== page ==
container equipment


statues outside DCI plant

Through the 1960’s, I was involved in the early development of containerisation, first as Chief Engineer and subsequently as General Manager, of Steadman Containers Ltd. The company was a leader in Canada in manufacture of ISO containers and of container handling equipment, with systems for use in trucking and for road-rail transfer of containers.

The Trucktainer system was licensed into the USA through General American Corp. and built and sold by Truck Container Systems of New Jersey. When the owner, Carl Winston died, the company was run by his son for a few years and closed. The plant manager of that company, Frank Fisher, partnered with a young marketing graduate, Rustin Cassway and formed a new company to carry on the business in 1989 under the name Demountable Concepts Inc. headquartered in Glassboro, NJ.

DCI

Mike in Steel

This company successfully builds and markets the Trucktainer system equipment, originally designed in the early 1960’s, throughout North America and Mexico. Following the company’s twenty fifth anniversary, the president, Rustin, had these statues made and installed to honor the occasion. Visiting the plant at that time, I was present when the statue of myself was cut when I pressed the switch to start the machine.

It was one of the greatest honors of my career and life, to be recognised in this way as the “father” of their equipment and to see it still made and used internationally after 50 years.

 

For more information about this company see Demountable Concepts Inc. web page

Early self propelled grader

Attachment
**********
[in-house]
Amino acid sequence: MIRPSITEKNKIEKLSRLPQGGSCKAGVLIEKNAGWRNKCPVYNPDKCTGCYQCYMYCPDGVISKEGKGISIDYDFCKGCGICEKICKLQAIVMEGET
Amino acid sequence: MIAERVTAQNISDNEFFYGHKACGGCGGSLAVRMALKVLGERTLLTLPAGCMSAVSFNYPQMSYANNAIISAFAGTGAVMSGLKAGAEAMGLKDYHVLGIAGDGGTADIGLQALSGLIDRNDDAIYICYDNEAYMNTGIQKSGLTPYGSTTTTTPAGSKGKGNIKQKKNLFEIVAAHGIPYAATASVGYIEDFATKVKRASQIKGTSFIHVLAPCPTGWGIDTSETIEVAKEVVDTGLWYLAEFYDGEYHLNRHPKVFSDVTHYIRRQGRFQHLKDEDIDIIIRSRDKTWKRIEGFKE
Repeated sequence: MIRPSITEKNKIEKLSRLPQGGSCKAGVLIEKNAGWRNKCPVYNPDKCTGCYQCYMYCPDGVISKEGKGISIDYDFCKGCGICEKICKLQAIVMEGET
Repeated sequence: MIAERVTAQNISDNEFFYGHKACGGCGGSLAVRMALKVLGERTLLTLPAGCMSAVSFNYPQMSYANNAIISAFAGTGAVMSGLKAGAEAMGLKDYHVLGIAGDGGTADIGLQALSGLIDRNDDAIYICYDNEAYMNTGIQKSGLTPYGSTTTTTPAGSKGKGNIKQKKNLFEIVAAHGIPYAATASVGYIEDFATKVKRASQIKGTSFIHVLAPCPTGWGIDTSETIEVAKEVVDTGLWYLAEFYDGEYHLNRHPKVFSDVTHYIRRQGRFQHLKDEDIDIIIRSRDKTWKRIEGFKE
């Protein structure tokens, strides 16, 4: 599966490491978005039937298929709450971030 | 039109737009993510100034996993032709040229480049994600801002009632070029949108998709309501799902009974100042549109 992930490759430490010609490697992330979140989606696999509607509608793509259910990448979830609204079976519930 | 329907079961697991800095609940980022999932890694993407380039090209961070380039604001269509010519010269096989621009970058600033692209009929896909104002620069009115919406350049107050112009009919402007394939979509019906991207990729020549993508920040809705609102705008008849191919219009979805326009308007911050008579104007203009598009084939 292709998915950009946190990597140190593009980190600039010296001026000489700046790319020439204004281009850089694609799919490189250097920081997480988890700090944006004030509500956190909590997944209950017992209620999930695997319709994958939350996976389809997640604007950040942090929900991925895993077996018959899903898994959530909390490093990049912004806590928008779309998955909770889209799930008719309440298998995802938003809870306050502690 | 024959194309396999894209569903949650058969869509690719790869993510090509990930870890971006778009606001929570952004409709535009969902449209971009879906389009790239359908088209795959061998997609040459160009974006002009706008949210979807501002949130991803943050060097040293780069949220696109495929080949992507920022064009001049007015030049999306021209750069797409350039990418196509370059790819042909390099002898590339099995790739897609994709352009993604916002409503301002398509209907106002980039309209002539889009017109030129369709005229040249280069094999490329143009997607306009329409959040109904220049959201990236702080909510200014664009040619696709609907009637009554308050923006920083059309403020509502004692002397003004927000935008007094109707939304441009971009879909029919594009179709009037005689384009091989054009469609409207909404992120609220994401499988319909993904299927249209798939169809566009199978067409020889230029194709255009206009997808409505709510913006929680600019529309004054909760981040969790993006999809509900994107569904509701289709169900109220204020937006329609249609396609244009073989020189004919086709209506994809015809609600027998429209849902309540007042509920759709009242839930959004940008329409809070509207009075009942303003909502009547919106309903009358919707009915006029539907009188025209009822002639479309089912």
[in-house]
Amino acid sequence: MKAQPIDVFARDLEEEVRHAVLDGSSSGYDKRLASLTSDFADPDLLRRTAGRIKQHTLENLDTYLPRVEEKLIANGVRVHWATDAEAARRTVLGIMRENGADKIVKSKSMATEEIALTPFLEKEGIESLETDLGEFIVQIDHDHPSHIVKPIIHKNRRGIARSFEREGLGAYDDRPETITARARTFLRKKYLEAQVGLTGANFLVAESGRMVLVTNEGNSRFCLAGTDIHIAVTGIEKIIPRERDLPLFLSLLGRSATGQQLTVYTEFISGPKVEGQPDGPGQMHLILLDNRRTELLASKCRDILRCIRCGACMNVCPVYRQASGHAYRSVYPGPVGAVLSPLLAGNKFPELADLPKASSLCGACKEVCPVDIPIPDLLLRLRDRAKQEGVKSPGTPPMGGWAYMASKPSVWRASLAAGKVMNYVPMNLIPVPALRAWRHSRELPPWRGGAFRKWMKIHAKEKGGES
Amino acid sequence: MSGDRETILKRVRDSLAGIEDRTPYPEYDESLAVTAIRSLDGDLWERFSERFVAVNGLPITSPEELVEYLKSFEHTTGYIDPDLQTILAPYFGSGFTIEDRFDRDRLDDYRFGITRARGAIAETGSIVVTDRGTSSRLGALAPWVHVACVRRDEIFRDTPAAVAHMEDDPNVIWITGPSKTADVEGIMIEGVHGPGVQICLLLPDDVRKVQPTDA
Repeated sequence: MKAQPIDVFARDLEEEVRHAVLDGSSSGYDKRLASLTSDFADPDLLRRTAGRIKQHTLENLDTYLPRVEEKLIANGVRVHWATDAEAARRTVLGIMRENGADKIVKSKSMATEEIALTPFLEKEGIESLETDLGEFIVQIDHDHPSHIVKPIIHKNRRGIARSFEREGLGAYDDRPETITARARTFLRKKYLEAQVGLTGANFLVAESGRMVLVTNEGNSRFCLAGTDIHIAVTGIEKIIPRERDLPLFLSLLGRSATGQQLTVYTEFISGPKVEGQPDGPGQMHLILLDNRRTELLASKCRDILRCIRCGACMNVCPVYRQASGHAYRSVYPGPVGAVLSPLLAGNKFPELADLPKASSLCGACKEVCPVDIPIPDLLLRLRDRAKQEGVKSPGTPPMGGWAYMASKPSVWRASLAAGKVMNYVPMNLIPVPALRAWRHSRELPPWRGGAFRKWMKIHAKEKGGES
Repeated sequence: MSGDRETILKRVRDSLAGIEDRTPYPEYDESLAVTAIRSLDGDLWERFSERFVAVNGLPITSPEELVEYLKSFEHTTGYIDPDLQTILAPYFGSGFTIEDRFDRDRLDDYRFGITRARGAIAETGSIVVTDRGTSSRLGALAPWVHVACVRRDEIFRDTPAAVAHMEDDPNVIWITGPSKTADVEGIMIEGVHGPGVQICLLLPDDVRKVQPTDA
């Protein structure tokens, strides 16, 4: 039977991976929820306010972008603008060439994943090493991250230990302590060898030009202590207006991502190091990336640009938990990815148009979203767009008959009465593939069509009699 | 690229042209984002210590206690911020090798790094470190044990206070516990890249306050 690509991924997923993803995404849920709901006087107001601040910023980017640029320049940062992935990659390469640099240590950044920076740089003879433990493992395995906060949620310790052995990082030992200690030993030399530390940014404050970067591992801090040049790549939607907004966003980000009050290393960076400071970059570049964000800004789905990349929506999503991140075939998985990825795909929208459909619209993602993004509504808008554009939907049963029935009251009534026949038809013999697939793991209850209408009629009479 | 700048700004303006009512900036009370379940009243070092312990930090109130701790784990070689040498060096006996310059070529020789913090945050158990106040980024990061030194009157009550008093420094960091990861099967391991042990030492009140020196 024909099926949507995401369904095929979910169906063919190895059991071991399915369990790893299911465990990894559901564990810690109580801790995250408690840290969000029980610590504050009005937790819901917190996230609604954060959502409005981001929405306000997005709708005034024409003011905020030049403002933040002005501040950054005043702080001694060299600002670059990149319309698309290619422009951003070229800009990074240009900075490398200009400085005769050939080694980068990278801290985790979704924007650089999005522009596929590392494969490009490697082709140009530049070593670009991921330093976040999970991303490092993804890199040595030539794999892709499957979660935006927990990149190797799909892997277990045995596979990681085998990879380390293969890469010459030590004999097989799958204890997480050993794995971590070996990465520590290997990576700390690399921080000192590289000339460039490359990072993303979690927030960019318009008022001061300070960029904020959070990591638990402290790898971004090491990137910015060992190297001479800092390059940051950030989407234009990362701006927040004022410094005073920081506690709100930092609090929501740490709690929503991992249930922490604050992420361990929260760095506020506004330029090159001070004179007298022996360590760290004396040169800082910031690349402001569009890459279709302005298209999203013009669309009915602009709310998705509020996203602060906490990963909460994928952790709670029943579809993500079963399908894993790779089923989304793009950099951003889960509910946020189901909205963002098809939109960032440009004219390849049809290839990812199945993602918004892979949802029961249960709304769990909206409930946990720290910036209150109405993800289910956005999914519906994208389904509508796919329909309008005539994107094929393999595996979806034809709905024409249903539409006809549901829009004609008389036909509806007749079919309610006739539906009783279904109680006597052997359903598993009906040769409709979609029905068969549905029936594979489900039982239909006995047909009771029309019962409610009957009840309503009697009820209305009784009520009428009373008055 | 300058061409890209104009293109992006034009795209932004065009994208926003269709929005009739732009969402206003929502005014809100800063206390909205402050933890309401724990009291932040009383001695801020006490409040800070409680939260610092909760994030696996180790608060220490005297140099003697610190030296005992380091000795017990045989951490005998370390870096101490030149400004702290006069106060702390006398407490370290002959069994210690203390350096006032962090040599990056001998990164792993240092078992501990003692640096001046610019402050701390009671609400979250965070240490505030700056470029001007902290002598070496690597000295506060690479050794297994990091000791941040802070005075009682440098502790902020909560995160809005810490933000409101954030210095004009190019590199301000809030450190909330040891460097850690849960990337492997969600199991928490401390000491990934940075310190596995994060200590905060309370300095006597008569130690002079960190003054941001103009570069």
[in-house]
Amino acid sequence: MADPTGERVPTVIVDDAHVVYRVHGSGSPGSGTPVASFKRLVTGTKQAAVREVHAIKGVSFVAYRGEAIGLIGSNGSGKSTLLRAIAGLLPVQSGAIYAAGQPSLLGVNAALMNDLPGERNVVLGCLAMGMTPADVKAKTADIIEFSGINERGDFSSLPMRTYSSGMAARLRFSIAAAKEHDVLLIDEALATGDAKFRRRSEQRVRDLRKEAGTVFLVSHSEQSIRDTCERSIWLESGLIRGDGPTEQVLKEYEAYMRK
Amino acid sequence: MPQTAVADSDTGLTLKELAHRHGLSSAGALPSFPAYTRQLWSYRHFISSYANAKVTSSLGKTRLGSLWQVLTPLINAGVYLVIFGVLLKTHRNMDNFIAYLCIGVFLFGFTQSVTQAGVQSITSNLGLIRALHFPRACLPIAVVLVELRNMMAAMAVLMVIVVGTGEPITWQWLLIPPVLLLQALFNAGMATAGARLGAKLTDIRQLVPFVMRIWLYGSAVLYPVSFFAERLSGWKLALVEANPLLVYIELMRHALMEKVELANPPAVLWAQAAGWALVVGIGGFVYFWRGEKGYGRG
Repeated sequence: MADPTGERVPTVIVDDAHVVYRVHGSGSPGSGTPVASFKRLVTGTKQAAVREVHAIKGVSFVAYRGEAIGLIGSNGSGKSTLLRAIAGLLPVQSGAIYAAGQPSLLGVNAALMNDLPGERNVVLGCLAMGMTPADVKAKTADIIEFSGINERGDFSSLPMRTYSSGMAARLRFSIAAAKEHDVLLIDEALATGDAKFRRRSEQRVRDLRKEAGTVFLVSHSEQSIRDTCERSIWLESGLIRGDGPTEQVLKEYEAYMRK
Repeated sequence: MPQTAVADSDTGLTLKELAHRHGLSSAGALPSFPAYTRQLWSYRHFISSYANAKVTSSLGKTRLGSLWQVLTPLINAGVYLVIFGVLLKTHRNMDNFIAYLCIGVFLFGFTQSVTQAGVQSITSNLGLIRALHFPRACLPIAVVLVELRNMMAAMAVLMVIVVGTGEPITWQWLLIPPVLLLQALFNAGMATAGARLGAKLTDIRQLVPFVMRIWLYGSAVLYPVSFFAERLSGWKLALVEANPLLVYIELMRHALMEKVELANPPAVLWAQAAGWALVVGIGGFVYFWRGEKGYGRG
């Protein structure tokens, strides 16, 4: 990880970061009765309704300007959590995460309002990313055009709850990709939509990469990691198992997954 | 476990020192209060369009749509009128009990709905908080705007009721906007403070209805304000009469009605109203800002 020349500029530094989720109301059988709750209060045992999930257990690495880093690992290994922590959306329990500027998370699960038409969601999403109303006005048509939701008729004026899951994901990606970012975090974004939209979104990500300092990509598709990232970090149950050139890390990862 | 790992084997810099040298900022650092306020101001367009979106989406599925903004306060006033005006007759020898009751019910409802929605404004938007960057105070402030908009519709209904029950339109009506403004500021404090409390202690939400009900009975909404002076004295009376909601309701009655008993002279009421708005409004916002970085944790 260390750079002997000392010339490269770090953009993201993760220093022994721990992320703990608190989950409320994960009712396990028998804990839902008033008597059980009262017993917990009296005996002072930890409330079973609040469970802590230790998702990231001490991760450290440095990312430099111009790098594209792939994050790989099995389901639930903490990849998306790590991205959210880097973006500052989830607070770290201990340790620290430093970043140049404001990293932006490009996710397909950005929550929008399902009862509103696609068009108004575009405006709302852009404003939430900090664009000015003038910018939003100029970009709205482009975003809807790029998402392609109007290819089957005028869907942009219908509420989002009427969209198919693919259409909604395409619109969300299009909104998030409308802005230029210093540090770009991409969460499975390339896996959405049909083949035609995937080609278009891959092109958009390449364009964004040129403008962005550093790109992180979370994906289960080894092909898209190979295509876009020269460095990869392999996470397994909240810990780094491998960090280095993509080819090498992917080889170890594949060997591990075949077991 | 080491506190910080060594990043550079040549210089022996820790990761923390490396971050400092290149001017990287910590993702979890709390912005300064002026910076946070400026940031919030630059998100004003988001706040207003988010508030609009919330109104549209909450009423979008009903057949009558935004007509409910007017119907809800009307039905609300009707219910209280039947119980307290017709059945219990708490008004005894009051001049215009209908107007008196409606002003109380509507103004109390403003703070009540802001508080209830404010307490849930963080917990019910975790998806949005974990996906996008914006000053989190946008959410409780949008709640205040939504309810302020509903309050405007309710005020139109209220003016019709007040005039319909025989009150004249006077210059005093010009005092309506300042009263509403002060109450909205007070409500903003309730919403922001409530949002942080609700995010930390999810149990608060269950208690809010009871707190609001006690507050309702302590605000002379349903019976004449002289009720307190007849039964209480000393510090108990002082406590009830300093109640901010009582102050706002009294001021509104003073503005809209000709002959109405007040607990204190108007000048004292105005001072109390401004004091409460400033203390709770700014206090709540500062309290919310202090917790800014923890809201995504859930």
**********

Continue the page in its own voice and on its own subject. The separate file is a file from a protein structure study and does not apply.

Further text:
The early pioneer equipment manufacturers were never short of ideas to incorporate into their products. Take, for example, this early 1920’s road grader made by the Sawyer Massey Company of Hamilton.

Prior to this, graders were primarily pulled by horses, or later by steam rollers, an arrangement that was not only cumbersome but limited in its capability. How to make one with its own power was their problem, unable to develop their own power unit, transmission and drive axle.

sawyer massey

Sawyer Massey grader with Fordson tractor power unit

What evolved was quite original and effective, and although the concept was only used for some ten years in production, it enabled them to take grader development to the next stage. A standard farm tractor, whose development had reached the stage where they were no longer huge gasoline engine conversions of a steam traction engine, was built into the rear portion of the grader. With the rear wheels and drive axle left in place to power the grader, the front axle of the tractor was removed and replaced with a supporting bracket.

Initially, a Fordson tractor was used, as shown above, and later a McCormick Deering tractor, a product of the International Harvester Company took its place.

sawyer massey, IHC

Sawyer Massey grader with McCormick Deering power unit

Bingo, a first for Ontario, a self-propelled grader

For more, see my book Steam Engines and Threshers

Ruston Industrial Gas Turbines